Wednesday Briefing

“We cannot stand still from this kind of aggression,” said Rear Adm. Daniel Hagari, standing next to one of the Iranian ballistic missiles that Israel intercepted over the weekend.Credit…Tsafrir Abayov/Associated Press

For Israel, every response to Iran carries risks

Israeli leaders were weighing a set of possible responses to Iran’s airstrike, aimed at achieving different outcomes: deterring a future attack, placating Israel’s U.S. allies and avoiding all-out war.

Iran’s attack on Israel, involving hundreds of ballistic missiles and exploding drones, changed the unspoken rules in the archrivals’ long-running shadow war. Until last weekend, neither country had directly carried out a major strike on the other’s territory.

Israel’s fractious war cabinet is considering options like hitting an Iranian target in a third country (similar to the strike on Iranian military officers in Syria that prompted Iran’s barrage), attacking a mostly symbolic target inside Iran, and carrying out a cyberattack on Iranian infrastructure. All of those choices have potential drawbacks.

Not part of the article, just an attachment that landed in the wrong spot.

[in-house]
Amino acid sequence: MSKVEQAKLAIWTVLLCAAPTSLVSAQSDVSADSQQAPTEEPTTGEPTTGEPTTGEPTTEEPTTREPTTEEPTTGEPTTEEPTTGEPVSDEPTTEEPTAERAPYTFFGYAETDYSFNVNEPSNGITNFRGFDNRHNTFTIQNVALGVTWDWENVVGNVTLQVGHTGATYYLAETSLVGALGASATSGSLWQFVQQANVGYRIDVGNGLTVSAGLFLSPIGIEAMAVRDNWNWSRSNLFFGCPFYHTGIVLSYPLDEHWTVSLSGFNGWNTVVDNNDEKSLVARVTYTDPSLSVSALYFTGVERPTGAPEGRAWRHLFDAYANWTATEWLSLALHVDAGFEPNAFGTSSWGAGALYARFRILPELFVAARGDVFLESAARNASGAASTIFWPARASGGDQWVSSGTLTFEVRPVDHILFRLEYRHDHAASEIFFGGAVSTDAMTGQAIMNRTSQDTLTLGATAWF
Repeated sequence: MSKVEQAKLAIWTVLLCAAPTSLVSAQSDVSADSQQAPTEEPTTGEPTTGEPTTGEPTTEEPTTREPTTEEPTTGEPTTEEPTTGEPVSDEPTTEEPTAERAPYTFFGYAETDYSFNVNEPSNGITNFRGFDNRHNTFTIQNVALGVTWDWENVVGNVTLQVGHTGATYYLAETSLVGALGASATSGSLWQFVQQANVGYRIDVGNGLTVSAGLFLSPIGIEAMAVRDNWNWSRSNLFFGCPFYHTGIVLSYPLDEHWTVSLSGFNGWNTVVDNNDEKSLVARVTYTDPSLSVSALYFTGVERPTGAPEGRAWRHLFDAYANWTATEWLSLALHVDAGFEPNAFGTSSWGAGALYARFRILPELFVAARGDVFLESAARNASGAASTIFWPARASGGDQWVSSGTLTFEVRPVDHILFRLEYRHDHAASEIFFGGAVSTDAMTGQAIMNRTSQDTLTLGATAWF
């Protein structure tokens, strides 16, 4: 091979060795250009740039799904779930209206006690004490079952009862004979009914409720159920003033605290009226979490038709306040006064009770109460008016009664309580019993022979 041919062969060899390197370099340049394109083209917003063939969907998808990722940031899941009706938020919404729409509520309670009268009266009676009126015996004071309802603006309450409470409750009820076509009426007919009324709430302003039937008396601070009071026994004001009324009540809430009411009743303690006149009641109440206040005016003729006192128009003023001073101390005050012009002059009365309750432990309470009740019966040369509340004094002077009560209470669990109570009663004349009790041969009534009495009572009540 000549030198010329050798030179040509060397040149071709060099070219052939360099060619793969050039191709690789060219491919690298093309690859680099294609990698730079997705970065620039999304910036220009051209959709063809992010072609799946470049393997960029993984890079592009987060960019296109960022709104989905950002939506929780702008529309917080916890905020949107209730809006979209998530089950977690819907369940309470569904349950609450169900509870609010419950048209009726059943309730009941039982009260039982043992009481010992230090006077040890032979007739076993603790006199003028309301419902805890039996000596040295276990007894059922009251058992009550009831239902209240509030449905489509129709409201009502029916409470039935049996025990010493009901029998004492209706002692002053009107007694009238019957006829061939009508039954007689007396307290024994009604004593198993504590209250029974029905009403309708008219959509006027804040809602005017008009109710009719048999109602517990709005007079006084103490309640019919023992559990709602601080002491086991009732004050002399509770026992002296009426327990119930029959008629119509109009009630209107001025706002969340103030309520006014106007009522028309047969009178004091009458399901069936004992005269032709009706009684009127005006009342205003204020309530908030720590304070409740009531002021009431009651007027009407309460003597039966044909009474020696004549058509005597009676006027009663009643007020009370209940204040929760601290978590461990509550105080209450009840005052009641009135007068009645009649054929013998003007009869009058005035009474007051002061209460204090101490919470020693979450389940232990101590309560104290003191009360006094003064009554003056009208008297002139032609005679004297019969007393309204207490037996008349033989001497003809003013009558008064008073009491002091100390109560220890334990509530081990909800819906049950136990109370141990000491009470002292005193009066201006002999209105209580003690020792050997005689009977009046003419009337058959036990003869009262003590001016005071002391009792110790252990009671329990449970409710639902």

After three days of meetings, the cabinet has yet to decide on a response. It is expected to reconvene today.

The U.S. announced that it was trying to find ways to cut off Iran’s access to military components and to further restrict its oil exports, while E.U. ministers discussed expanding sanctions on Iran’s weapons program.

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